Andre's Blog
Perfection is when there is nothing left to take away
Getting into blogging, the ASP way

I finally decided to start a web log and decided this time around look for an out-of-the-box solution, rather than trying to create one. All I needed was a simple and secure interface, without any unnecessary functionality I would have to audit for security and find ways to disable.

The first surprise was that the search list came back pretty short - about a dozen blogs. Some of these were pretty pricey - (e.g. DMXReady at $199 USD for a single site license) and some just didn't look right. Eventually, a couple of those I looked at caught my attention - Forest Blog, dBlog and Battle Blog and I decided to give them a try.

Battle Blog, while looked quite similar to what I had in mind, required MS Access or SQL Server, so I decided to put it away. I probably could install the express edition of SQL Server, but I was already running MySQL on my server and didn't want to install and maintain yet another DBMS.

dBlog appeared to support only MS Access, although I couldn't say for sure, as installation instructions were in Italian.

Forest Blog, on the other hand, looked very nice. It had a great installation wizard and after clicking through a few pages, I had a usable blog, although I did have to allow writing within the web root in order for the wizard to complete. Those who are not careful with their security settings may end up with a vulnerable website.

Once installed, Forest Blog offered many nice features and I almost ended up deploying it. However, there were two things that made me re-think this. First, for some strange reason, Forest Blog was written not to use HTTP redirect and many pages came back with an annoying "if this page does not automatically refresh... click here" message. It was strange, since this technique is only used where there is no control over HTTP headers. Another thing was actually a pretty cool JavaScript editor called FCKeditor, which came with a bunch of server-side ASP files that appeared to some do file I/O, such as uploads, written in the worst language of them all, Visual Basic, which I don't know that well and wasn't particularly thrilled to learn just for that.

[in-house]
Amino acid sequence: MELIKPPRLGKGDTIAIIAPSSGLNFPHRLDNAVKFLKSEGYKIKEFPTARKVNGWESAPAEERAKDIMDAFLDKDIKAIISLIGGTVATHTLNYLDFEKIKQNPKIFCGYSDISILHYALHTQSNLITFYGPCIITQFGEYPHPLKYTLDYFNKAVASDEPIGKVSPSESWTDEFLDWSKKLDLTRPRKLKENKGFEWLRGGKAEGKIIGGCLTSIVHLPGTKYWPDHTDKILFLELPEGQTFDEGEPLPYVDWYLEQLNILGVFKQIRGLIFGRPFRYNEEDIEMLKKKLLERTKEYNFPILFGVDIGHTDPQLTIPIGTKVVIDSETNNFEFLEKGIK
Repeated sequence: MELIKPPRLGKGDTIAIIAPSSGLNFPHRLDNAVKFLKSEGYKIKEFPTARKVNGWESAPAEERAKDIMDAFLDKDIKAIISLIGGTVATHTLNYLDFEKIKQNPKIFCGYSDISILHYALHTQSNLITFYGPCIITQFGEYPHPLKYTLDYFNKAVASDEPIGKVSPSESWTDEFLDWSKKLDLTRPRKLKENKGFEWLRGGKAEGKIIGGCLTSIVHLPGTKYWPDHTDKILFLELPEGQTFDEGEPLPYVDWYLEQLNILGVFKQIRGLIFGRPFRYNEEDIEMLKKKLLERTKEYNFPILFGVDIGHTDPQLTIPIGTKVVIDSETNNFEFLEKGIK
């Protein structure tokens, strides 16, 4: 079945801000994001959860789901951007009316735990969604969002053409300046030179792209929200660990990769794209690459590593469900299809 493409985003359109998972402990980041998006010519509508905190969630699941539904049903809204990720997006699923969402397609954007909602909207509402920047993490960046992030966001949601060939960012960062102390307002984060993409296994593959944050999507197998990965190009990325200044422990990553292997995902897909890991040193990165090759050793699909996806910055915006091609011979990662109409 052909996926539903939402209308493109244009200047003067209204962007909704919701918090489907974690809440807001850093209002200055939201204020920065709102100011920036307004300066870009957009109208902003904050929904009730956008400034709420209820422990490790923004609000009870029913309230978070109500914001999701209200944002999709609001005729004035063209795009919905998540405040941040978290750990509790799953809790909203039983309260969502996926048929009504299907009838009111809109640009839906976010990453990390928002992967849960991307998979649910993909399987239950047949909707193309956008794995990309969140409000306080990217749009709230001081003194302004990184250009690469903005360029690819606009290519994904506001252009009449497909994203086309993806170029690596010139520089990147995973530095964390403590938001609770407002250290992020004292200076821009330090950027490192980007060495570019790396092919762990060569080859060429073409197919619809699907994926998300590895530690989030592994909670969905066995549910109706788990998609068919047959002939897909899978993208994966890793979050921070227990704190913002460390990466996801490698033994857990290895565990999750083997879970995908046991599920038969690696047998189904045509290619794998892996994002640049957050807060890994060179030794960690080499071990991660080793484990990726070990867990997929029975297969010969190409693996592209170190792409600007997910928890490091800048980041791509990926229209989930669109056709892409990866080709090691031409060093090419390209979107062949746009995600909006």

So, I figured that if I wanted a small, reasonably secure web log written in JavaScript and using MySQL, I would have to write my own. I gave it some thought for a couple of weeks and started typing on Friday, March 21nd. The first version of the blog was deployed Sunday night.

All in all, I managed to squeeze in more than I initially intended. Besides the obvious posting and simple calendaring, I added categories, multiple user support and the ability to save draft posts. I was pretty excited about the whole thing when it occurred to me that instead of typing posts in HTML, as I originally intended, I can plug in one of the JavaScript editors I saw in the blogs I reviewed.

I ended up looking at the FCKeditor and TinyMCE. I know, I know, just a few days before I thought FCKeditor had too much server-side stuff, but it looked very robust and produced better HTML than others. TinyMCE, on the other hand, was written completely in JavaScript, so I decided to give it a try.

One thing about TinyMCE was that it only generated XHTML and if it was used on a good-old HTML website, would produce bad output (i.e. <p/abc/ is valid HTML - look it up!). I couldn't find anything in the configuration and posted on TinyMCE forums Saturday night. I was pleasantly surprised to see an immediate response with a usable way to strip off the trailing slash from such XHTML elements as <br />. That settled it and I ended up using TinyMCE.

Well, there you have it - if you want an ASP blog written in JavaScript and talking to a MySQL database, you just have to write your own!

April 5th, 2008

Well, after using TinyMCE for about two weeks, I wasn't as thrilled about it. The editor simply didn't handle HTML beyond simple formatting, so I decided to switch to FCKeditor. Removing all server-side files made it just as secure, but FCKeditor turned out to be just so much better when it comes to editing!